Editing; or Why Didn’t I Write This In The First Place?

(This posting originally appeared on The Melt-Ink Pot)

I was asked about my editing process earlier this week, and since I’ve been doing some pretty heavy-duty editing this week, I thought I’d share that here (with a few extra embellishments):

1) Initial Read-Through: When I finish a book, the first thing I do — because I’ve tried, and I absolutely cannot resist — is to read it all the way through to make sure I got the ending in the right spot.

2) Dusting and Vacuuming: Once I’ve done that, I go back and do my initial “dusting and vacuuming” pass, where I correct any blatant spelling and grammar errors. This is where I also do my first round of “pull out the excess commas.” (I’ll do at least three more rounds of this before I’m done.) This is the edit that gets sent out to Eager Alpha Readers (my small but loyal fanbase).

3) Rest: I’m firmly of the opinion that, like a roast turkey, writing needs to sit and “rest” a bit before you carve into it. I’m trying very hard not to even look at The Daughters of August Winterbourne for two months before I start the real editing process. That helps me put a little distance between me and it, which makes it easier to see things that just plain don’t work.

4) The Process of Elimination: I tend to write long, so for me, the editing process consists in large part of seeing what I can cut out while still keeping the story intact. So once I start editing, I’ll begin by going through and giving it a read to see which scenes can be combined or eliminated altogether. Note that I don’t plan to edit for spelling, grammar, etc. at this point — because there’s no point in polishing up things I’m just going to hack out anyway.

This phase also includes making sure each scene starts and stops in the right place. I usually find that most scenes could end a few sentences or even paragraphs sooner.

Something I want to try on one of my stories is writing a synopsis of each scene on an index card, along with why it’s important to the plot, then laying them all out on a table. I’m hoping that will help me see where things could be cut out. For instance, if I’ve got a ten-page scene where the only contribution to the plot is to show how two characters interact, perhaps I can work that interaction into another scene and eliminate the first one.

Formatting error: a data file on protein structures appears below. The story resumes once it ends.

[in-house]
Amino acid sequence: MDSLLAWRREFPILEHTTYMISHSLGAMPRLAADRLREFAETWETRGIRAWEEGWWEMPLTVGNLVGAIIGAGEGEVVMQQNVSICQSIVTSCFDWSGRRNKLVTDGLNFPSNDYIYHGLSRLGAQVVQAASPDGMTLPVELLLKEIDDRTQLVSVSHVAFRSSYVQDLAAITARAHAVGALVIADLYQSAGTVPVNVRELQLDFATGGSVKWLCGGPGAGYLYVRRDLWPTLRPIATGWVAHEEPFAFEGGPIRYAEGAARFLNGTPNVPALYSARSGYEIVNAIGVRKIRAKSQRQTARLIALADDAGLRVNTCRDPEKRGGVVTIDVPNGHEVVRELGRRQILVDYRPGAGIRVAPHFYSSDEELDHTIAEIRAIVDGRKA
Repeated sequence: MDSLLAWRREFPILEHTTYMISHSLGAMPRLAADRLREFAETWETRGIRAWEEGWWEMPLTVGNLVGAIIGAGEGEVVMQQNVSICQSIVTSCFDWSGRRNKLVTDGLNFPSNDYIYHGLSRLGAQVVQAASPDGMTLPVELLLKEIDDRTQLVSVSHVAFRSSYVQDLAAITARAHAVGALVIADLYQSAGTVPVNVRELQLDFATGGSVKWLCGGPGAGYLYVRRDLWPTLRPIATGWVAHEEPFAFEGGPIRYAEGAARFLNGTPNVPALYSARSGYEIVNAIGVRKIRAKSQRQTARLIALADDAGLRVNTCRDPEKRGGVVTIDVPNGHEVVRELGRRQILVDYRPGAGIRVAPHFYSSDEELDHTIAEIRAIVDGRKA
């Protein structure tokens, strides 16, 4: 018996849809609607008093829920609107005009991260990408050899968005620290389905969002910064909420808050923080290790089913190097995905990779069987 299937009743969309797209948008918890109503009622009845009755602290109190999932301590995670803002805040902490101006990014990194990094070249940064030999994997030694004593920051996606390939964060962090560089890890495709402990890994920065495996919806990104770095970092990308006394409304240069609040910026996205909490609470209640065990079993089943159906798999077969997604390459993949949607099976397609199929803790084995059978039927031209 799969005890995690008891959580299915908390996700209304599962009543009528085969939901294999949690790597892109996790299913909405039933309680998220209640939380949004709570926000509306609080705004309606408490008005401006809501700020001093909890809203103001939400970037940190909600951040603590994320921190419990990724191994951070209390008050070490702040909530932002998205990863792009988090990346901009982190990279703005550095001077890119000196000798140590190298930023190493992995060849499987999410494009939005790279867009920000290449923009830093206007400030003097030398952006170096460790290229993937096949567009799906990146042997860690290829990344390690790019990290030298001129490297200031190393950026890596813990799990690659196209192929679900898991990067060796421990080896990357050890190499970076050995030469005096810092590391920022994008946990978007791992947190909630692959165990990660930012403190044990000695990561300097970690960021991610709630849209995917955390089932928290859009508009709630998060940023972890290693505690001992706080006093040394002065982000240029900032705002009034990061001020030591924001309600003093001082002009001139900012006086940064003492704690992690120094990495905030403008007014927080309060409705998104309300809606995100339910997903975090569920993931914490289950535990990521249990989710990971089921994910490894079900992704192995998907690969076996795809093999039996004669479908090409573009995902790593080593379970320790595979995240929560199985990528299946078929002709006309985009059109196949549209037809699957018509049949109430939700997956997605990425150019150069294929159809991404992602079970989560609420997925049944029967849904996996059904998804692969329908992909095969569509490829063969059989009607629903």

5) Nuts and Bolts: After that,I start working on grammar and style:

– I go through and edit for my list of problem words. These are ones that are either weak words (“seems” is one I tend to use way too much), or unnecessary words (“then”, “suddenly,” “very”).
– At this point, I also look for things like passive voice, and fix those.
– Another thing I get rid of at this point are excess dialog tags, and fix the ones that got away from me (“He screeched” “She intoned” “He glared”)
– While I’m at it, I’ll yank out another round of excess commas (Have I mentioned my comma problem?).
– I’ll also incorporate any feedback from alpha readers, both here and in the previous step.

One thing I had suggested to me was to try editing from the end backwards — take your last chapter and do a style edit on it, then the one before that, then the one before that. I’m currently trying that on my Regency romance, and it’s working pretty well.

6) And then I’ll give it a read and see how it flows. If I’m satisfied (unlikely), then I’m done. And if not, repeat process from step one (though perhaps with a shorter resting time). I might also run it past a critique group before digging in to edit again.

That’s my plan, anyway.

How do other people approach the editing process?

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About sheilamcclune

Aspiring author, sharing the tidbits I've learned along the way.
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